A Pain in the Backup

By Wayne Rash  |  Print this article Print


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Opinion: Data storage is growing faster than total bandwidth. Does this mean we're at the point of overlapping backups?

A year ago when I was testing 10-Gigabit Ethernet switches at the University of Hawaii, several things became clear. The first was that those switches were really fast. They really can pump data at their rated speeds, and that means sometimes three or four parallel 10-gig channels. That's a lot of data.

At the time I wondered what all that bandwidth might be used for. Sure, the backbone of a big ISP might need that, but that's a limited market. And it seemed that the number of enterprises that might need multiple 10-gig pipes was even more limited. But I guess that every time I wonder whether there's such a thing as too much bandwidth, I should just slap myself and think about something else. There's never too much bandwidth. It's kind of like how you can't be too thin or too rich (not that I'd know about either of those).

But as I talk with IT managers, it's clear that if there's one thing they need, it's faster access to storage, especially backup storage. Unless companies are willing to invest in truly vast backup facilities, they can find themselves with some difficult choices. You can choose between spending a fortune to back everything up or spending less but making backups less often. The reason? Backup technology is still kind of slow.

Yes, it's true that Fibre Channel runs at 2G bps these day. But when you're backing up a large enterprise, you still need a lot of 2-gig pipes. More importantly, you need to be able to write to your backup media at a high speed, and that's hard to do. Right now, the best alternative is to back up your disks to more disks, but that's expensive and it can make off-site storage tough. Tapes are more portable, but they're slow.

As the amount of data stored in the enterprise grows, it makes the backup problem bigger. The data becomes more valuable on one hand, but on the other it becomes harder to protect. If backups could be faster, the process might be more palatable. That's where 10Gig comes in.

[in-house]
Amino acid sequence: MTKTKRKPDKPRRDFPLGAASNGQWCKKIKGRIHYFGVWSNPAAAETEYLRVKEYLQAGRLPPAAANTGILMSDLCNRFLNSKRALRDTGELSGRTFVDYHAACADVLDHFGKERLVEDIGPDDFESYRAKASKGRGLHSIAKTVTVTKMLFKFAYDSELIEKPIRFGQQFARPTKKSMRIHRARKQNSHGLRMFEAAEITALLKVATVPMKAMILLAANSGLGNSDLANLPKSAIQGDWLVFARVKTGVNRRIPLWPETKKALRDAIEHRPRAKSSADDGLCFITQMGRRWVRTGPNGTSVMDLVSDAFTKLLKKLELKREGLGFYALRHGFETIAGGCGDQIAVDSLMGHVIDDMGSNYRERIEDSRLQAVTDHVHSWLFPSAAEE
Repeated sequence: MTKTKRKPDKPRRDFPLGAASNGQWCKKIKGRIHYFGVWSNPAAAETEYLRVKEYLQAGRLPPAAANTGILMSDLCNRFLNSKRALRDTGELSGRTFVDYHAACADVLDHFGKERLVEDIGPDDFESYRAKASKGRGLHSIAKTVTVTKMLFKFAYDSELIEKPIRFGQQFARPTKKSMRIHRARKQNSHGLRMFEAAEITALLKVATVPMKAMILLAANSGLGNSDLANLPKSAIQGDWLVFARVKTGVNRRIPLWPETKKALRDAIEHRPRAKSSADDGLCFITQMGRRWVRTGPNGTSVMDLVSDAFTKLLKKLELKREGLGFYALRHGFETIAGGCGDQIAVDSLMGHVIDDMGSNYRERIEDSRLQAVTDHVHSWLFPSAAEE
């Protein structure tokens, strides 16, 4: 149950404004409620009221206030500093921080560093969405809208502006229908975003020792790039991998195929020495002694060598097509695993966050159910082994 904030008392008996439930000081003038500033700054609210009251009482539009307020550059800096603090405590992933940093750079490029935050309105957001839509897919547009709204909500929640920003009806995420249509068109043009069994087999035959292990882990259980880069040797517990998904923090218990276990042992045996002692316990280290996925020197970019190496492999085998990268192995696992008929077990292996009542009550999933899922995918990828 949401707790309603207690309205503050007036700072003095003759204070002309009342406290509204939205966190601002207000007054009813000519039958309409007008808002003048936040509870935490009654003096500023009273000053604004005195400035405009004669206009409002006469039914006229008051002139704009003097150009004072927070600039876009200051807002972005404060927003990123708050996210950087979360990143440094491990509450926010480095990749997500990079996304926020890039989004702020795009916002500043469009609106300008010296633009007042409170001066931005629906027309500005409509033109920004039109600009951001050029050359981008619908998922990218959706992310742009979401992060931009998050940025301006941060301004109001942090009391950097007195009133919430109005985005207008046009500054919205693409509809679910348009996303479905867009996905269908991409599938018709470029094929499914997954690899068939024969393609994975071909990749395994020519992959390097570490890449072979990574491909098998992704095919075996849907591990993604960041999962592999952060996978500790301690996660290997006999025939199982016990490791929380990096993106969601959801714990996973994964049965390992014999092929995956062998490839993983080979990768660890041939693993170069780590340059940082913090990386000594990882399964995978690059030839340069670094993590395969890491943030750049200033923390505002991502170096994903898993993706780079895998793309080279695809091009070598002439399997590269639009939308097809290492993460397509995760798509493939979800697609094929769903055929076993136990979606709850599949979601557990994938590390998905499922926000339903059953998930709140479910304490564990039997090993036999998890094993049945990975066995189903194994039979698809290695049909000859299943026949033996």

A bigger pipe will help move the information needed for backups faster, making that process faster. But there are some gotchas here. For one thing, just making the pipe bigger doesn't really solve much. It's got to be bigger the whole way from the disk heads to the backup medium. There are improvements here, but there need to be more improvements. For example, you can now buy 10Gig server adapters. The problem is that while they do support a 10Gig data rate, their effective throughput isn't nearly that fast.

The same is true at the other end. While there are a few storage devices that can handle the 10Gig data rate, getting the information saved to the backup medium isn't necessarily all that fast. So where does that leave us?

Right now, it means that you have to plan your really big backups for days when the company is shut down, which means your weekends are toast. And it means that you still need really fast backup storage just for incremental backups. But in the long run what it means is that we're running out of options as data storage grows faster than total bandwidth. And if your backups take much longer, you could find yourself having to start the next incremental before you've finished the last one.

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Wayne Rash Wayne Rash is a Senior Analyst for eWEEK Labs and runs the magazine's Washington Bureau. Prior to joining eWEEK as a Senior Writer on wireless technology, he was a Senior Contributing Editor and previously a Senior Analyst in the InfoWorld Test Center. He was also a reviewer for Federal Computer Week and Information Security Magazine. Previously, he ran the reviews and events departments at CMP's InternetWeek.

He is a retired naval officer, a former principal at American Management Systems and a long-time columnist for Byte Magazine. He is a regular contributor to Plane & Pilot Magazine and The Washington Post.

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